Aug. 21--They came poised for a fight, but left in celebration.
The Allentown Zoning Hearing Board voted unanimously Monday to expand the allowable uses for the Alternative Gallery on Fourth Street, putting to rest concerns about uses of the space and prompting some spirited applause from many artists in attendance.
The gallery, part of a larger mixed-use arts building in the 700 block of Fourth Street, just north of Tilghman Street, offers a variety of traditional and performance art displays for artists who have studios in the building as well as for visiting artists.
Uses have included children's art programs, documentary films, interpretive dance, live music and theater performances, said Gene DiPalma, the property's manager.
Each of those uses has been offered for several months, but recently use of the building was called into question by a member of the city's zoning staff, prompting gallery officials to curtail their use of the space.
More than 40 artists and patrons of the gallery packed City Council chambers on Monday in support of an application for expanded use of the gallery. It would include theater, poetry, films, children and youth art educational programs, art auctions and limited community-based neighborhood programs including band music and dancing.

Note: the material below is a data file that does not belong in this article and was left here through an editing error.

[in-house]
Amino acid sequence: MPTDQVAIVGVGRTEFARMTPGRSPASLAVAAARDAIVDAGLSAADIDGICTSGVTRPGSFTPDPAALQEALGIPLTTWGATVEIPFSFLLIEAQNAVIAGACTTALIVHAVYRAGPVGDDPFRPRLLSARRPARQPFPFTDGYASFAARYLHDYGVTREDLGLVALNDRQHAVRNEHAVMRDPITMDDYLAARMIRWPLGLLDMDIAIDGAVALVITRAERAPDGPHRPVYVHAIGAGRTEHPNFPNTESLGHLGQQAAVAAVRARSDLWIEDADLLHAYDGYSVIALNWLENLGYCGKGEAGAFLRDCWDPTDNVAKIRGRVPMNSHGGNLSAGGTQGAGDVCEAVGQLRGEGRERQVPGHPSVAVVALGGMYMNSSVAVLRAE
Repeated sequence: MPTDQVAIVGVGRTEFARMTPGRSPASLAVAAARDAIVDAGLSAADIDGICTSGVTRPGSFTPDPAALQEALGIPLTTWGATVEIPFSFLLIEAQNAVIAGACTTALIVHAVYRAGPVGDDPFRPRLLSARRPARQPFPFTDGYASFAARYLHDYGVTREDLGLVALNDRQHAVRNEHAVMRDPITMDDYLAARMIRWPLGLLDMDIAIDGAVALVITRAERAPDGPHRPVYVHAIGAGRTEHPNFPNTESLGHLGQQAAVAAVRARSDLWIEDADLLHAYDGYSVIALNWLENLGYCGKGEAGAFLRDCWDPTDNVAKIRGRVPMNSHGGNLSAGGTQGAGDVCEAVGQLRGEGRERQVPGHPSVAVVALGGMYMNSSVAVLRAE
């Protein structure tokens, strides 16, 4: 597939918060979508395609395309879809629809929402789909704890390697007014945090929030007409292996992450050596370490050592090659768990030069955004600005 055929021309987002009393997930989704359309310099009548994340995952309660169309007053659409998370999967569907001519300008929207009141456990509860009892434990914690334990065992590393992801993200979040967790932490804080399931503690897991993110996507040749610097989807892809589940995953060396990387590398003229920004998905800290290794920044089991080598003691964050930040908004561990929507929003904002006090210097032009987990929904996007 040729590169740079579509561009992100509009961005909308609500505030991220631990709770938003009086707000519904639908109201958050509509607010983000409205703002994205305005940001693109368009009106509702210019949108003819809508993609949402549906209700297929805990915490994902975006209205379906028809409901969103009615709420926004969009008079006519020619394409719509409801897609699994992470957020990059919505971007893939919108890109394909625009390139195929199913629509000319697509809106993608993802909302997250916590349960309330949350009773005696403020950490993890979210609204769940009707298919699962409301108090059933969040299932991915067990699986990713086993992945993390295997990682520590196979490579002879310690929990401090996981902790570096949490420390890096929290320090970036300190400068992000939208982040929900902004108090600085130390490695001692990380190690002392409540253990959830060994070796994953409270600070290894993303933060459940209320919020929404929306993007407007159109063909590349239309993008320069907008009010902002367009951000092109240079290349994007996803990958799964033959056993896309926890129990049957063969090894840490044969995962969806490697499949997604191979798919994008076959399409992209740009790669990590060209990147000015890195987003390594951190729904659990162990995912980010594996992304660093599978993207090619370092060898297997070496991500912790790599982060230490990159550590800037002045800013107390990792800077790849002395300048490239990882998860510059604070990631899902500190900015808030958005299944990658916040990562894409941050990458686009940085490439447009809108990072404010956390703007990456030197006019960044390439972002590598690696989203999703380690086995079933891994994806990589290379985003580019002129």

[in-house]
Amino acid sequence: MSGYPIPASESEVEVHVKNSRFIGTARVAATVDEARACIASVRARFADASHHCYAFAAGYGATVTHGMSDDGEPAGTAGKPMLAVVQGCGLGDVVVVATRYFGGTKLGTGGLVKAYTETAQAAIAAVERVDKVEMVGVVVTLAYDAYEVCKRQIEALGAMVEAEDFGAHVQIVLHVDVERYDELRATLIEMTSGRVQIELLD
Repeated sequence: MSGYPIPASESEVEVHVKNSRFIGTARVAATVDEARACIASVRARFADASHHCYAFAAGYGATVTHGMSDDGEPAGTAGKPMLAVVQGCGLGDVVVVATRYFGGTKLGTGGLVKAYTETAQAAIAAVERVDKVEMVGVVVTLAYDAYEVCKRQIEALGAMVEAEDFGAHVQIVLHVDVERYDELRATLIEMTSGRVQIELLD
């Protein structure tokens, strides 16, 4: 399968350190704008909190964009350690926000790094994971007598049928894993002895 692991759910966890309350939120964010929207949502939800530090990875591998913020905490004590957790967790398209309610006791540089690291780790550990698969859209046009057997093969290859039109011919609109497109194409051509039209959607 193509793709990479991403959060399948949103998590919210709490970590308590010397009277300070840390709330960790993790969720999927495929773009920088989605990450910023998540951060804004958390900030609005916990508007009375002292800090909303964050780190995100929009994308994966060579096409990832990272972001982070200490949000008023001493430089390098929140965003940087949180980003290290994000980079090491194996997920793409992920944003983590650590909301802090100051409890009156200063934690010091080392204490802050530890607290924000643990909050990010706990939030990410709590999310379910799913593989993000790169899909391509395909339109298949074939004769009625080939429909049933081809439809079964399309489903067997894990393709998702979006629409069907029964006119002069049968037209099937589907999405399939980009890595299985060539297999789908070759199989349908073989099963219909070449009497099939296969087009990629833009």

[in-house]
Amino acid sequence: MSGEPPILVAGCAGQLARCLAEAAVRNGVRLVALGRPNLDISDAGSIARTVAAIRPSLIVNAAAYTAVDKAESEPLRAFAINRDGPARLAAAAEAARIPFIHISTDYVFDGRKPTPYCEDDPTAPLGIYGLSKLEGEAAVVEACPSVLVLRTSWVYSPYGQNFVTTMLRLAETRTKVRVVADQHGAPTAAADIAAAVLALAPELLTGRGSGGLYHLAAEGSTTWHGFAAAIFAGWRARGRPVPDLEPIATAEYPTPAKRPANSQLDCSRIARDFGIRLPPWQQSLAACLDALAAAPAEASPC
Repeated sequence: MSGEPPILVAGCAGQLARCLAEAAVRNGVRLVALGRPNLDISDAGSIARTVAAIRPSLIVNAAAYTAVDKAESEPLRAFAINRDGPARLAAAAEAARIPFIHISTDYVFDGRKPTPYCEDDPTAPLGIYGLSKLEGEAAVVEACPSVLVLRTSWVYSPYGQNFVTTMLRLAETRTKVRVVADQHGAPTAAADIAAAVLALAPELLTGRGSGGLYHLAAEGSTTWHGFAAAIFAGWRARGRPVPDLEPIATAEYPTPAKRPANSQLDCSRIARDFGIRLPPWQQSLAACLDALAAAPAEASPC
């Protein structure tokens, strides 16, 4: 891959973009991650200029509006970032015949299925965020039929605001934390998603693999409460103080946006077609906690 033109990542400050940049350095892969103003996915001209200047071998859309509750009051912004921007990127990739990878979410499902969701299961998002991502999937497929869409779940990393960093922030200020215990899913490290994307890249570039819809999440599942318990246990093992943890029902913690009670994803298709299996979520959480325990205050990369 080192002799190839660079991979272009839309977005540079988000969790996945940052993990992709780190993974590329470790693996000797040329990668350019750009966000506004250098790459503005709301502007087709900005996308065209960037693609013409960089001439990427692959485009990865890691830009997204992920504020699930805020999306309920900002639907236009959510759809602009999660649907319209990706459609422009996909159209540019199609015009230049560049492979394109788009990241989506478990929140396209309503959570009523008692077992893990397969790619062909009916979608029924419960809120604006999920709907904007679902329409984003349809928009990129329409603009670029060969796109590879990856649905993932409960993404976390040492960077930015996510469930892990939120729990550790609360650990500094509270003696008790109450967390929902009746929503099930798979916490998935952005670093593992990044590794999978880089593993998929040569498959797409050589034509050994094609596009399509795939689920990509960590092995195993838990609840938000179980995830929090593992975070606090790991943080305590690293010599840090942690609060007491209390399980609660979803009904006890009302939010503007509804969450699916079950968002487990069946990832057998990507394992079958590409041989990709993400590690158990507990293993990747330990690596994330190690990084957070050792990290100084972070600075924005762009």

The gallery can hold up to 550 people based on fire codes, but operators restrict that to 175 people to minimize the impact on the largely residential neighborhood that surrounds the building, DiPalma said.
Despite the dense neighborhood, neighbors have not complained about parking or noise in the area, and many attended a recent block party hosted by the venue, DiPalma said. For events that are large, managers make arrangements with area businesses to provide additional off-street parking, he said.
Of the people who attended Monday's meeting, no one objected to the expansion.
Zoning board member Scott Unger said there had been concerns in the past when the gallery was first approved. Neighbors were worried about its impact on the surrounding community. It was "satisfying" to see no objectors at Monday's meeting, he said.
"I think that's a considerable testament to this operator," he said. "They are mindful, not just mindful, but inclusive of the neighborhood."
Board Chairman Dan McCarthy said at first blush the proposed uses seemed broad, but the testimony from building managers showed that the uses were actually carefully regulated, he said.
Board member Michael Engle joined the rest of the board in voting 3-0 in favor of expanding the uses for the gallery. A condition was added requiring that a local property manager, such as DiPalma, continue to operate the gallery if the ownership ever changes hands.
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